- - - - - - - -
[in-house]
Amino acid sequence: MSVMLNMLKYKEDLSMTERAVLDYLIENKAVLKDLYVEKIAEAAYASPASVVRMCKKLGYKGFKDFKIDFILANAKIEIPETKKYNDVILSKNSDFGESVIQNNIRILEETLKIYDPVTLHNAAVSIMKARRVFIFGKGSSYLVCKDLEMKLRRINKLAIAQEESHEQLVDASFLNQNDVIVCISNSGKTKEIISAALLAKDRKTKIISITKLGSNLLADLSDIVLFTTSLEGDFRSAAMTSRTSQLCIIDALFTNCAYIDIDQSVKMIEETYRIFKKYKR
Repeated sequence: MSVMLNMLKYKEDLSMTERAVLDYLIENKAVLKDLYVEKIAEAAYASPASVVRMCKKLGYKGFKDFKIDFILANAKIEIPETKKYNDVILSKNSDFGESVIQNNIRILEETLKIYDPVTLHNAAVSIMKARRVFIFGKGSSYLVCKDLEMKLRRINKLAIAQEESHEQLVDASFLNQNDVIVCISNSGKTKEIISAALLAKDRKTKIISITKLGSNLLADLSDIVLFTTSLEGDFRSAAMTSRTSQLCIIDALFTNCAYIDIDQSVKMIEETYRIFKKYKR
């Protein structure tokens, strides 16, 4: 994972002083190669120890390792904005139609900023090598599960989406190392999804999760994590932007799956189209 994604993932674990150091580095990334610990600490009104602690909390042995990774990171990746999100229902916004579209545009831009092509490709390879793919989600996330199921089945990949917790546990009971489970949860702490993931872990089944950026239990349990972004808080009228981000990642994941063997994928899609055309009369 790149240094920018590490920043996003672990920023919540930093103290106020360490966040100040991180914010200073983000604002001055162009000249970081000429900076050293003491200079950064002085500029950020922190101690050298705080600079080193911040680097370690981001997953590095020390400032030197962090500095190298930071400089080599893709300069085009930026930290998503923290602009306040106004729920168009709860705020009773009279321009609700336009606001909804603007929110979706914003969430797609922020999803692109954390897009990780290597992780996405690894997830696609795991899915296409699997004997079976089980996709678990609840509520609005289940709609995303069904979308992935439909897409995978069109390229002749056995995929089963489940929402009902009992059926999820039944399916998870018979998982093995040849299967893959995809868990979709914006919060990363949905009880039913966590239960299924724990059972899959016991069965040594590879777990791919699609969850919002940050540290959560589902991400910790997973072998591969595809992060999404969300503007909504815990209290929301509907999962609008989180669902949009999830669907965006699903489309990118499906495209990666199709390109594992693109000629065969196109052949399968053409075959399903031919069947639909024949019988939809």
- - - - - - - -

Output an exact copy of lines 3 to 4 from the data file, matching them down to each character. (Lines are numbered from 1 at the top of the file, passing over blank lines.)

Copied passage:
Repeated sequence: MSVMLNMLKYKEDLSMTERAVLDYLIENKAVLKDLYVEKIAEAAYASPASVVRMCKKLGYKGFKDFKIDFILANAKIEIPETKKYNDVILSKNSDFGESVIQNNIRILEETLKIYDPVTLHNAAVSIMKARRVFIFGKGSSYLVCKDLEMKLRRINKLAIAQEESHEQLVDASFLNQNDVIVCISNSGKTKEIISAALLAKDRKTKIISITKLGSNLLADLSDIVLFTTSLEGDFRSAAMTSRTSQLCIIDALFTNCAYIDIDQSVKMIEETYRIFKKYKR
């Protein structure tokens, strides 16, 4: 994972002083190669120890390792904005139609900023090598599960989406190392999804999760994590932007799956189209 994604993932674990150091580095990334610990600490009104602690909390042995990774990171990746999100229902916004579209545009831009092509490709390879793919989600996330199921089945990949917790546990009971489970949860702490993931872990089944950026239990349990972004808080009228981000990642994941063997994928899609055309009369 790149240094920018590490920043996003672990920023919540930093103290106020360490966040100040991180914010200073983000604002001055162009000249970081000429900076050293003491200079950064002085500029950020922190101690050298705080600079080193911040680097370690981001997953590095020390400032030197962090500095190298930071400089080599893709300069085009930026930290998503923290602009306040106004729920168009709860705020009773009279321009609700336009606001909804603007929110979706914003969430797609922020999803692109954390897009990780290597992780996405690894997830696609795991899915296409699997004997079976089980996709678990609840509520609005289940709609995303069904979308992935439909897409995978069109390229002749056995995929089963489940929402009902009992059926999820039944399916998870018979998982093995040849299967893959995809868990979709914006919060990363949905009880039913966590239960299924724990059972899959016991069965040594590879777990791919699609969850919002940050540290959560589902991400910790997973072998591969595809992060999404969300503007909504815990209290929301509907999962609008989180669902949009999830669907965006699903489309990118499906495209990666199709390109594992693109000629065969196109052949399968053409075959399903031919069947639909024949019988939809």